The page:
By now, you all have heard the news about Ohio’s scandal plagued Governor, Bob Taft. Yesterday, Taft issued an apology to the citizens of Ohio after being charged with four misdemeanors for failing to report 52 gifts worth about $5,800, including 47 golf outings.
In Taft’s apology, he said, “I accept total responsibility for my mistake, and I’m sorry… Words are not adequate to express the remorse that I feel personally for the embarrassment that I have caused to my administration and to this great state. … I hope you will understand that my mistake, though serious, was not a purposeful one and hope and pray that you will accept my heartfelt apology and allow me the opportunity to restore your trust.”
These ethics charges, while serious, aren’t nearly as bad as one may think. $5,800 is small pickens compared to the broad scope of the debacle of Taft’s gubernatorial stretch. What I’d rather see is a public apology for turning Ohio into a laughing stock around the United States. Taft has overseen one of the largest economic downfalls in recent history, and he has done little to nothing in terms of encouraging a healthy free market to make Ohio prosperous once again. Instead, we were plagued with Taft’s wishy-washy stances and poor decision making.
In almost a culmination that exemplified Taft’s tenure, he pleaded “no contest” to the charges. Instead of admitting guilt, he took the low road and gave yet another half-baked answer when faced with a problem. Such was the nature of Taft’s tenure. No answers; just temporary band-aids. Taft has mark of the typical do-nothing politician. Taft sat back and let the state rot all so he didn’t have to offer any ideas or solutions to the problems facing Ohio, most of which, he could have prevented. He figured he could coast through until 2006 where he could leave office and get a job as part of a future Republican administration at the federal level. Thanks to this charade, it seems as though we have been spared.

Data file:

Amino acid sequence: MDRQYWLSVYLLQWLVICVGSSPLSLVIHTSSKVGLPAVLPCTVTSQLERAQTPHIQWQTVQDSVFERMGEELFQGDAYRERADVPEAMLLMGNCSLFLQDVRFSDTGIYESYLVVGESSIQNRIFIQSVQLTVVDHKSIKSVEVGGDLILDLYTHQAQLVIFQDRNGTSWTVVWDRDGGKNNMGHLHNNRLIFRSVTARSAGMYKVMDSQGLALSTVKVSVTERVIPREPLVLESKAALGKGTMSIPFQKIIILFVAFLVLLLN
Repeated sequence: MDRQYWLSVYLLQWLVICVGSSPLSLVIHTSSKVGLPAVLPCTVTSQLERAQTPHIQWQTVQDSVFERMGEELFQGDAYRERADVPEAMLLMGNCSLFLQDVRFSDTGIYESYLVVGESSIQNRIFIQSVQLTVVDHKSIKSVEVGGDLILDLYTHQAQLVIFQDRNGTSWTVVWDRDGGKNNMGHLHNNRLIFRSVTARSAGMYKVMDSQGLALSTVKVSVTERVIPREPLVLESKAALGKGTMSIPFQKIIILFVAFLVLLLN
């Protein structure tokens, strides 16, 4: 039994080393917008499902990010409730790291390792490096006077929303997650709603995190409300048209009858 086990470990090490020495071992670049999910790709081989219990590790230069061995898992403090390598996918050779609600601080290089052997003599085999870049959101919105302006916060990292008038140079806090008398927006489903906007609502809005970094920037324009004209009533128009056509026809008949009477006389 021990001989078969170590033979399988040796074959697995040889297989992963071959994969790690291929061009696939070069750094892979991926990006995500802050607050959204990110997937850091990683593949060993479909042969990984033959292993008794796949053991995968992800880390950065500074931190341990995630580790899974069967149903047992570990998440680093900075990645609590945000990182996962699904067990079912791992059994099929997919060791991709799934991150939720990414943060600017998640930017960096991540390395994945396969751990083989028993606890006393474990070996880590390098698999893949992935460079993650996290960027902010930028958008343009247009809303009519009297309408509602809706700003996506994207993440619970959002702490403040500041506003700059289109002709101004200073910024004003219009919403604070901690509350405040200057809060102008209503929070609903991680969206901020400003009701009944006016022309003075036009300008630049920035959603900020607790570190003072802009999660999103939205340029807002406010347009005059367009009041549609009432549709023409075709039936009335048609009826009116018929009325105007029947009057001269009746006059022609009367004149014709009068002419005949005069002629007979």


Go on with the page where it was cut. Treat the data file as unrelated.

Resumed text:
Taft announced that he would not resign, still delusional enough to think that his political career is not over. As he continues his last term, it is now clear that he is adamant on staying in his fantasy world where he can still do as he pleases without repercussions.
Veritas Forum had this to say:
Ohio governor Bob Taft ought to resign. He says he won’t, but Republican leaders should lean on him to quit. Basically, he accepted a bunch of gifts he wasn’t supposed to. I’ve heard of worse problems also, but to be honest, I don’t follow Ohio’s internal politics that closely. He insists that he didn’t know the rules, but I find that hard to believe. I was given a large set of ethics guidelines when I started work this summer, and most of it dealt with gifts. Now, if they’re going to make a measly summer intern in a fish pathology lab look at that, you can bet that a state governor should have known. And even if he’s innocent (morally, we know he’s legally guilty), he ought to take one for the team and resign before hurting the state party more.
I think Veritas Forum displays the common sentiments you’ll find from folks on both sides of the aisle. Democrats realize that this whole experience has made their attempt to recapture Ohio that much easier, and Republicans know that every day that Taft is still in office will mean that their chances are less likely to remain in power in Ohio.
While the ethics charges raised against Taft speak volumes of his character, it is important to remember that this is just a means to a better end. Taft’s disregard for individual rights and Ohio’s economy is what is really unethical about his tenure as governor. And even though these specific nondisclosures are somewhat unrelated, it can give all of us a sigh of relief that once 2006 rolls around, Bob Taft will just be a thing of the past for Ohioans. Resignation papers please, Mr. Taft.